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Levski’s legacy is our national bible

Photo: BHNES

Our history is not going to pin my merits on someone else, says the Apostle of Bulgarian freedom Vasil Levski. Today, 147 years after his heroic death these words ring just as true as they did then and Vasil Levski has long ago taken a place of honour in the pantheon of Bulgarian heroes and in the hearts of Bulgarians.

If we take a look at his legacy we can well describe it as our national bible, says Vasil Vasilev, chairman of the Vasil Levski national committee in an interview for Radio Bulgaria.

In this legacy – elements of letters and notes written by him – we see an intellect extraordinarily advanced for the age he lived in. He was able to see everything that needed to be done in Bulgaria and how it can be achieved. Today too we should look to Levski’s legacy because it gives us a solid structure we can stand on to begin the revival and building of the country according to modern standards.

Looking at Levski’s correspondence we discern the path that leads to revival – in 1871 he wrote to a wealthy Bulgarian living in Wallachia: “It all comes down to our joint effort”, and in 1872 to Luben Karavelov: “Brotherhood with one and all, whatever their faith and nationality.”

Vasil Levski's personal notebook from the period 1871-1872 г.

Every year that has passed since the death of Vasil Levski has brought to light new facts connected with the way he was captured or the role he played in the existence of the revolutionary committees in Bulgaria. For example the idea that the Ottoman authorities were completely oblivious to Levski and his activities before they captured him has proved untrue. In the words of Dora Chausheva from the Vasil Levski national museum in Karlovo his role in the committee organization was known to the Ottomans even before the robbery of the Turkish treasury in Arabakonak pass (now Botevgrad pass) on 22 September, 1872, committed so as to purchase weapons and provisions for the committees. The sum collected from taxes that the coffer contained amounted to 1,250 Turkish Lira.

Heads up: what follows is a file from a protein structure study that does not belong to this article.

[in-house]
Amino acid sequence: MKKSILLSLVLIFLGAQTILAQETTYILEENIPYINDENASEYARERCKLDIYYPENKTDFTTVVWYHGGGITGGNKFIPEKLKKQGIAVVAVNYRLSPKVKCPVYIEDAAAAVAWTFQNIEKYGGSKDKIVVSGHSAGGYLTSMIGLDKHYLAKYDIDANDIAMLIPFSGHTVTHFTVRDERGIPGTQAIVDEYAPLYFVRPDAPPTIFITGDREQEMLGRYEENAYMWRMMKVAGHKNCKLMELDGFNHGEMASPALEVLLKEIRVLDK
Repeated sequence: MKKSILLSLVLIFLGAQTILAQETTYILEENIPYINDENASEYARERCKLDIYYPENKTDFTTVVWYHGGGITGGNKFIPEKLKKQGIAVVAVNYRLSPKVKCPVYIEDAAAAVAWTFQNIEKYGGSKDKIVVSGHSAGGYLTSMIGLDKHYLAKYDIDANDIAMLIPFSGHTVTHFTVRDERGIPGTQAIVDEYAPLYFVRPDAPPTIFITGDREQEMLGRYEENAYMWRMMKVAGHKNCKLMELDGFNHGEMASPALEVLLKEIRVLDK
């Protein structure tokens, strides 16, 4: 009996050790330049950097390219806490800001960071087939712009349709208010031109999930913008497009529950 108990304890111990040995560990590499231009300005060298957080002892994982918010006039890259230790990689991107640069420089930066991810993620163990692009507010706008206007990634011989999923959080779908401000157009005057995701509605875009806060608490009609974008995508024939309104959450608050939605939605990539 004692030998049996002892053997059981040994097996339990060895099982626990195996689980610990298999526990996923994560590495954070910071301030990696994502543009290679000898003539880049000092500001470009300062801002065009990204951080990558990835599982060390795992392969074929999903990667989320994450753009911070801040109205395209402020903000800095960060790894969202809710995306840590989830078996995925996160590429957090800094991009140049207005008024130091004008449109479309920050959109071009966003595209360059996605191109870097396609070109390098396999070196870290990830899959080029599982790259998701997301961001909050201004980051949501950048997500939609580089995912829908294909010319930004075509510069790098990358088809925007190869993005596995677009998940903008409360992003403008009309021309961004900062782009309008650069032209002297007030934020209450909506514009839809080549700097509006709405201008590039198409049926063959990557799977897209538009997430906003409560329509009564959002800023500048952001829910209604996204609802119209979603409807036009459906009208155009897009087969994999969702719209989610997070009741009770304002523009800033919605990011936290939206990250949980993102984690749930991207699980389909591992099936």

The myth connected with the exact date of the death of Vasil Levski following his trial has not been debunked. The date on which he was hanged is still the subject of much public discussion and debate among academics.

The discrepancy concerning the dates is due to a miscalculation as we passed over from the Gregorian to the Julian calendar, says Vasil Vasilev. Historians say that the real date is 18 February, but society has embraced the date 19 February and I think that is how it should remain. Historical truth is one thing but people are accustomed to the tradition of marking the date 19 February.

But there are many other events organized on the 18th – conferences, meetings. There are places, like Karlovo, the town where Vasil Levski was born, where events honouring him are organized on both days.”

Born on 18 July, 1837, Vasil Ivanov Kunchev knew early on that his pursuit of freedom for Bulgaria would bring about his death and sacrificed his life readily. He himself said he had dedicated himself to his country in the year of our Lord 1861, to serve it to the death and work for the will of the people. Levski believed that one day “all people in Bulgaria shall live under pure and sacred laws, as is God’s will that men shall live. For the Turks, for the Jews etc., whoever they may be, it shall all be the same as long as they recognize the laws as do Bulgarians. That is how it shall be in our Bulgaria.”

Photos: BGNES

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